Australia’s new Defence Minister, David Johnston, says he wants to keep the military battle-ready for further possible conflicts in the unstable Middle East and south Asia.
Senator Johnston said that after 14 years of involvement in overseas conflicts from East Timor to Afghanistan, the Australian Defence Force had a strong fighting momentum that should not be lost as troops return from Afghanistan.
In an interview with Fairfax Media, he said he plans to maintain and ”augment our readiness” for future fights, which will most likely be in the unstable region stretching from Pakistan to the Levant, including even fresh trouble in Afghanistan.
”It will be Pakistan across to Lebanon, Syria, Iran, Afghanistan. That’s the area where there will be instability and that’s the area that we might need to go back into at some point in the future.
”I can’t foresee that right now, but … if you were to look at where the next area of instability is likely to be – and we’re seeing it unfolding in Syria today – a contribution from Australia is most likely to be in that part of the world in the future. I think Pakistan is also highly problematic.”
The West Australian Senator (pictured), a former justice and customs minister in the Howard government and Tony Abbott’s defence spokesman, stressed he did not see Australians fighting in Syria.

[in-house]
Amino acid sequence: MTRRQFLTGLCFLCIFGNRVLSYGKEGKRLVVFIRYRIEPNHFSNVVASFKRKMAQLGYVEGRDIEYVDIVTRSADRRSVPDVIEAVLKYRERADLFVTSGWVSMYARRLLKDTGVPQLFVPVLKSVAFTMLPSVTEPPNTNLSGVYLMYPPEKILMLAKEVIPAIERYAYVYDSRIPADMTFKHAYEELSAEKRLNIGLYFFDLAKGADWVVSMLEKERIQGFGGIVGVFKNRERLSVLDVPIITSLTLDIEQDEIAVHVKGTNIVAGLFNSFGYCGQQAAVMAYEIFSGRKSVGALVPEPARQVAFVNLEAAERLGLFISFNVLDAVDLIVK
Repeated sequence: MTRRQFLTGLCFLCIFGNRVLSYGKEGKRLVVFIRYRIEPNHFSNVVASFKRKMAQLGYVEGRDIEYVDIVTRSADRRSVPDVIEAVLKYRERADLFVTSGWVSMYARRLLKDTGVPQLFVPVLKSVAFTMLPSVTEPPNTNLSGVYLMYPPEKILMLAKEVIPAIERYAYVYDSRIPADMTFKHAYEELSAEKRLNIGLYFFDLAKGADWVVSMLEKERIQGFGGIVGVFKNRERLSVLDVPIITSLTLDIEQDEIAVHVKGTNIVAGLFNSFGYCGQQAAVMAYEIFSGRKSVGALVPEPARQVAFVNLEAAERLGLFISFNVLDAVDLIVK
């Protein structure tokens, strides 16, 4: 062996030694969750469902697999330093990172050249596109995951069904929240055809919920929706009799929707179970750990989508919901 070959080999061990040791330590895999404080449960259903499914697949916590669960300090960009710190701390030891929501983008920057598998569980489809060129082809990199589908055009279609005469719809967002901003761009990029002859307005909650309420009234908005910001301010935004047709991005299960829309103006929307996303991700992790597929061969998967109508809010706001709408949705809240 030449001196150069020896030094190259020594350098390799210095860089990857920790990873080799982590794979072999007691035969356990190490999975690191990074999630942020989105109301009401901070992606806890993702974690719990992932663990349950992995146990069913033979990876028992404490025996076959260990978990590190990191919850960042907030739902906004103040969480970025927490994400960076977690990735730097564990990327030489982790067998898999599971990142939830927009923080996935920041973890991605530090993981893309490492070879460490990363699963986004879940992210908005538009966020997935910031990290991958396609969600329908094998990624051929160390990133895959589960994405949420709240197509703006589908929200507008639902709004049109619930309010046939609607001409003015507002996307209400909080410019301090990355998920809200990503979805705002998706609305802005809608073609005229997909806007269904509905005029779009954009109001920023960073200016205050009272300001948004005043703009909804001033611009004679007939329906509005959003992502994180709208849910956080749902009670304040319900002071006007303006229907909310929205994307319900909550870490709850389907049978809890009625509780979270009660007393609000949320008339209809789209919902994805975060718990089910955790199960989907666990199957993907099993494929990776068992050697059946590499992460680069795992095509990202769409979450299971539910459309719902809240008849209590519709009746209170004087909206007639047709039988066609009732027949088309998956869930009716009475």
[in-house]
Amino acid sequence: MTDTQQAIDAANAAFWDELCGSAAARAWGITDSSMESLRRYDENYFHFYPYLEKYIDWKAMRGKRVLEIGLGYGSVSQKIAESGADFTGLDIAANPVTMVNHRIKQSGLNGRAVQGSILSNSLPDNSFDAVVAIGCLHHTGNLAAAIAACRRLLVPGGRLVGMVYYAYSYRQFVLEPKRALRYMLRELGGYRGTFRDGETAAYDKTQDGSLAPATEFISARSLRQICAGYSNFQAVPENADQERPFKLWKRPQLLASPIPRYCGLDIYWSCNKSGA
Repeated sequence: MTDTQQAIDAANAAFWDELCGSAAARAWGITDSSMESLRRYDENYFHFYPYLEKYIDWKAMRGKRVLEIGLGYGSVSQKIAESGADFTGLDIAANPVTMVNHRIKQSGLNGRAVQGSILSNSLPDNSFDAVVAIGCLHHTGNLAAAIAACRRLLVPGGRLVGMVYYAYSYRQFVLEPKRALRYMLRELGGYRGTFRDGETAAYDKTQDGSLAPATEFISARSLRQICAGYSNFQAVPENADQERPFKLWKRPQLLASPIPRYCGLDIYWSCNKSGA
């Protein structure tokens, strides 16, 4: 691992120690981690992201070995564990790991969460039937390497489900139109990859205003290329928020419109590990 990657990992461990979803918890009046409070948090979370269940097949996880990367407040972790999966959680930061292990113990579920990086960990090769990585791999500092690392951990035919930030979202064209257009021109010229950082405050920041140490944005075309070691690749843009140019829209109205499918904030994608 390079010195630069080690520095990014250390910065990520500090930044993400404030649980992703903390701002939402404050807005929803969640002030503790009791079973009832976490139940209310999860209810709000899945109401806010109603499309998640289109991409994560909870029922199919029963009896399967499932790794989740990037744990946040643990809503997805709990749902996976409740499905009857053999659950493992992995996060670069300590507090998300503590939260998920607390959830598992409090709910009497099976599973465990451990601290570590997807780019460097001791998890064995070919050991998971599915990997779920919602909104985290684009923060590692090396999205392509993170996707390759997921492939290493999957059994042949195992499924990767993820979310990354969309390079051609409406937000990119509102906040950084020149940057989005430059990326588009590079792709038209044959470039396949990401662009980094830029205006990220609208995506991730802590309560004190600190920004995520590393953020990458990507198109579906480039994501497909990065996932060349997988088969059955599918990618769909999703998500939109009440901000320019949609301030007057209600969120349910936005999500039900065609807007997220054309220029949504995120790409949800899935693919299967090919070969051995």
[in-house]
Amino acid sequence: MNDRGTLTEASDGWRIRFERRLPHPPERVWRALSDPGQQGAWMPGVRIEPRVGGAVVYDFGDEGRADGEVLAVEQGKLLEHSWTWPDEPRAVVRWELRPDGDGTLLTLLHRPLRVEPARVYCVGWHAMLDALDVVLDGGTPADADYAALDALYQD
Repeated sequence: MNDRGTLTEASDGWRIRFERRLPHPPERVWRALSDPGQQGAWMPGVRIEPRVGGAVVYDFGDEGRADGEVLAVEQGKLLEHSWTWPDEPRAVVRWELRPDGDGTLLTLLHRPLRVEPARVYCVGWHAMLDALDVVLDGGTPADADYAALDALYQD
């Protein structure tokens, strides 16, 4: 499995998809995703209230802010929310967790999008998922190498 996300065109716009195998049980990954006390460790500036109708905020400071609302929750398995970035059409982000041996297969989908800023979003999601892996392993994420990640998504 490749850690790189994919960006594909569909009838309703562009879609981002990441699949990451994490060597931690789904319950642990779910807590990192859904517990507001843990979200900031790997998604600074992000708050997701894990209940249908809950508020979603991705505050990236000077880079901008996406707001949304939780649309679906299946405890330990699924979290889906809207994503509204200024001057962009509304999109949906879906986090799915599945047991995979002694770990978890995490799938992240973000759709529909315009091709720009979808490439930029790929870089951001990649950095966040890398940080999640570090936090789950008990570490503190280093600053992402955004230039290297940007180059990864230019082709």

He said he was not preparing for any particular conflict ”in an alarmist sense” but was determined to build on the knowledge and skills the Australian Defence Force had gained running counterinsurgency operations in Afghanistan. That included exposure to enemy tactics such as the use of improvised explosive devices and fighting in urban areas among a civilian population ”against a very, very resourceful and callous enemy.
These are experiences that we’ve lived and breathed for 10 years and we’ve become quite expert in those things. And we’ve got to make sure those lessons are passed on to our soldiers in the future.
”Operationally, we’re starting to come down [in Afghanistan], so we’ve got to maintain some interest for the troops. They’ve got to keep training, got to keep a level of readiness.”
The bulk of Australian troops are set to withdraw from Afghanistan by the end of the year. However, in a reminder of the continuing danger, three special forces soldiers were wounded last week in a battle with insurgents.
A Defence statement issued on Friday said the three elite soldiers had received ”minor fragmentation wounds” while helping Afghan forces fight off insurgents.
Senator Johnston’s remarks come amid a continuing international standoff over the response to Syria’s suspected use of chemical weapons.
Author: David Wroe